That does keep things tidy. It won't disclose details on that tech, though. And it's an edge-lit set, meaning the backlight's LEDs are along the perimeter of the panel. With local dimming, you can get better contrast and better black levels.
It's unusual to achieve local dimming this effective in an edge-lit set, though, particularly one this thin. In addition, both TVs had commendable contrast and brightness, plus local dimming features that can create excellent black levels.
In that kind of television, LEDs are arrayed across the entire back panel. These sets tend to have the most effective local dimming. Samsung's local dimming, while effective when viewed head-on, revealed some unexpected illumination in dark areas when the TV was seen from an angle. For example, when watching letterboxed movies from the side, we saw areas of the black bars lighten or darken depending on the scene.
Both TVs were able to reproduce a wider range of colors than conventional sets and maintain their intensity even at higher levels of brightness. But in the end, when it came to picture quality our tester gave the Samsung the edge for producing more deeply saturated colors.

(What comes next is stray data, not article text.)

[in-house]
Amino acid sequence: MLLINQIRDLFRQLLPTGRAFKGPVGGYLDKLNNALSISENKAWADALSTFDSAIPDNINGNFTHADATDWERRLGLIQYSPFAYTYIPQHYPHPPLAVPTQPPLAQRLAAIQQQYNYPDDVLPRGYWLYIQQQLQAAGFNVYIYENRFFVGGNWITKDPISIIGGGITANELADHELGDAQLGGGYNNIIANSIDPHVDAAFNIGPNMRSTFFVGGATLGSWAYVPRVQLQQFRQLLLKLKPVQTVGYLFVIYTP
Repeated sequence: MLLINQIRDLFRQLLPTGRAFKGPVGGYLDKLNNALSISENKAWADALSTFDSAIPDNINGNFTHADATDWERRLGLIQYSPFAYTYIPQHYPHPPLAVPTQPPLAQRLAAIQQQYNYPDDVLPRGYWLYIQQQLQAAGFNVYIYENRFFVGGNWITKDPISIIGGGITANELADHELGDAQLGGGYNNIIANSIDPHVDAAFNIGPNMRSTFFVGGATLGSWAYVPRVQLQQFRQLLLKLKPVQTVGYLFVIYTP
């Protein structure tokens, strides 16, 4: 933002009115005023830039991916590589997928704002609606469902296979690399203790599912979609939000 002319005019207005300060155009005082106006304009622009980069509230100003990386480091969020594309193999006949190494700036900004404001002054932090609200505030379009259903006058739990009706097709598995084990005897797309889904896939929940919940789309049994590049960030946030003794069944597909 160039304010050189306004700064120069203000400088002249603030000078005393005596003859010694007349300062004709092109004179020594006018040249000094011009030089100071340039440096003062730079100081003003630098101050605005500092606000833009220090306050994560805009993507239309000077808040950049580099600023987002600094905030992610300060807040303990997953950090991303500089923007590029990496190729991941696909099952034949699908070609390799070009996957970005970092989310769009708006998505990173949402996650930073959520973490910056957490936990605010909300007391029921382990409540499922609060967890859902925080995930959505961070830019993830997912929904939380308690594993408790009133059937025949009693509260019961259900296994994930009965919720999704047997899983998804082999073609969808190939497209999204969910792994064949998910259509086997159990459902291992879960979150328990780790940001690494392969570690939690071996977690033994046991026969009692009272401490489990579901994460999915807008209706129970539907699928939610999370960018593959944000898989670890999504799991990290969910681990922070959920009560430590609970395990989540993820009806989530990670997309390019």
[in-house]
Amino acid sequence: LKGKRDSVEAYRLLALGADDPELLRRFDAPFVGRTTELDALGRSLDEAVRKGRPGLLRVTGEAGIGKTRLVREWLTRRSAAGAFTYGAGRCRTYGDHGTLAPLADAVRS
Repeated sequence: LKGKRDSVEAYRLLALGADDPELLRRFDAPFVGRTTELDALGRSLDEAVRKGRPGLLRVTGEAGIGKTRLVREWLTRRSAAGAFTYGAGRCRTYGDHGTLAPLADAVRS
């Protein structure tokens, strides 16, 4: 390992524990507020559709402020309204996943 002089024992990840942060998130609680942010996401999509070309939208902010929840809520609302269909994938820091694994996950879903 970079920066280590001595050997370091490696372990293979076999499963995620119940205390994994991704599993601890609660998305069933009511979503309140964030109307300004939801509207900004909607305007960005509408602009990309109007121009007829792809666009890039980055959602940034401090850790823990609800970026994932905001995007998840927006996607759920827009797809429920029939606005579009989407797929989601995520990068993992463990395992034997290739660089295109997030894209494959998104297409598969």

Perhaps the biggest difference we saw between these sets was in HDR performance, which allows TVs to create more dynamic-looking, realistic images by boosting the set's contrast and brightness. The set has to be playing video produced in HDR. When done well, TVs with HDR can show more details in the very darkest and brightest areas of the picture.Their performance is partly similar, but both devices have different strengths, which we will explain in more detail in the following comparison.